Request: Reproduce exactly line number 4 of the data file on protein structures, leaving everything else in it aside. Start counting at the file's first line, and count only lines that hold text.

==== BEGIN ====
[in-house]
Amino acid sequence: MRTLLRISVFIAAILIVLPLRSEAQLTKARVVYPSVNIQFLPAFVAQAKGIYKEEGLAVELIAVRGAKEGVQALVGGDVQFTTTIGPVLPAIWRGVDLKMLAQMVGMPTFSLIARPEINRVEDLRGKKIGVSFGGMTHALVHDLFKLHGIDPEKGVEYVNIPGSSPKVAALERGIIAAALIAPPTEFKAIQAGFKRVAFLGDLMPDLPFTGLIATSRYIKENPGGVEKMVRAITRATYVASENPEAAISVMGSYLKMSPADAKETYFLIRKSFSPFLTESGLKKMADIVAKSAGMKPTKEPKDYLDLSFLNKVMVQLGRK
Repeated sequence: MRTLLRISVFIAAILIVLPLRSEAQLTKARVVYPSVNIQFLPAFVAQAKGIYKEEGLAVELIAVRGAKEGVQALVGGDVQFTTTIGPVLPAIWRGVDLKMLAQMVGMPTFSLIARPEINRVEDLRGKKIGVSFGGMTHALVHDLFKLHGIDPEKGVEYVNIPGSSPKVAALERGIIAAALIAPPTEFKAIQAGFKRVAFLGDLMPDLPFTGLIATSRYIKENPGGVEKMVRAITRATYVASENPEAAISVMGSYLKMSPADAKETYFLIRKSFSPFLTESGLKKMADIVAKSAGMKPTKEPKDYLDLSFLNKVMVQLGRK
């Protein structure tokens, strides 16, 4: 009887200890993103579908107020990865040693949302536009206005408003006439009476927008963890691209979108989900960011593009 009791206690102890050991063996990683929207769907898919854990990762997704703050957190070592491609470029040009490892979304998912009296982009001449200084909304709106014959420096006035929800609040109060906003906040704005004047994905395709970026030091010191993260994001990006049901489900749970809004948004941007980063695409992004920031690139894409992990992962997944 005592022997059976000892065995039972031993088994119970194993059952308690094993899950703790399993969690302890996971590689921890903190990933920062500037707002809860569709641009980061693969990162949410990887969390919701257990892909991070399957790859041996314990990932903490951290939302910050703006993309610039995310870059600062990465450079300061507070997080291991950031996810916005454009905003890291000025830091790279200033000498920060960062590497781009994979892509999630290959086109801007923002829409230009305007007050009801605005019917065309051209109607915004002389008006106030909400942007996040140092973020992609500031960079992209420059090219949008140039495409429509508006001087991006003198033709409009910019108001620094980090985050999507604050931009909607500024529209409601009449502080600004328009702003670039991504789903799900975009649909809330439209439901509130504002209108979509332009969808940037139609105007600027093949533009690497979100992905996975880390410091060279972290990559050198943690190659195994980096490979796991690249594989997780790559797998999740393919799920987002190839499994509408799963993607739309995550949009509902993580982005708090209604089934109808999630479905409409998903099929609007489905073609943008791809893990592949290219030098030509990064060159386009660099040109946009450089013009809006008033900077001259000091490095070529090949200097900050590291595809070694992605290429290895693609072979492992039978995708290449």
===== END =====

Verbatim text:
């Protein structure tokens, strides 16, 4: 009887200890993103579908107020990865040693949302536009206005408003006439009476927008963890691209979108989900960011593009 009791206690102890050991063996990683929207769907898919854990990762997704703050957190070592491609470029040009490892979304998912009296982009001449200084909304709106014959420096006035929800609040109060906003906040704005004047994905395709970026030091010191993260994001990006049901489900749970809004948004941007980063695409992004920031690139894409992990992962997944 005592022997059976000892065995039972031993088994119970194993059952308690094993899950703790399993969690302890996971590689921890903190990933920062500037707002809860569709641009980061693969990162949410990887969390919701257990892909991070399957790859041996314990990932903490951290939302910050703006993309610039995310870059600062990465450079300061507070997080291991950031996810916005454009905003890291000025830091790279200033000498920060960062590497781009994979892509999630290959086109801007923002829409230009305007007050009801605005019917065309051209109607915004002389008006106030909400942007996040140092973020992609500031960079992209420059090219949008140039495409429509508006001087991006003198033709409009910019108001620094980090985050999507604050931009909607500024529209409601009449502080600004328009702003670039991504789903799900975009649909809330439209439901509130504002209108979509332009969808940037139609105007600027093949533009690497979100992905996975880390410091060279972290990559050198943690190659195994980096490979796991690249594989997780790559797998999740393919799920987002190839499994509408799963993607739309995550949009509902993580982005708090209604089934109808999630479905409409998903099929609007489905073609943008791809893990592949290219030098030509990064060159386009660099040109946009450089013009809006008033900077001259000091490095070529090949200097900050590291595809070694992605290429290895693609072979492992039978995708290449």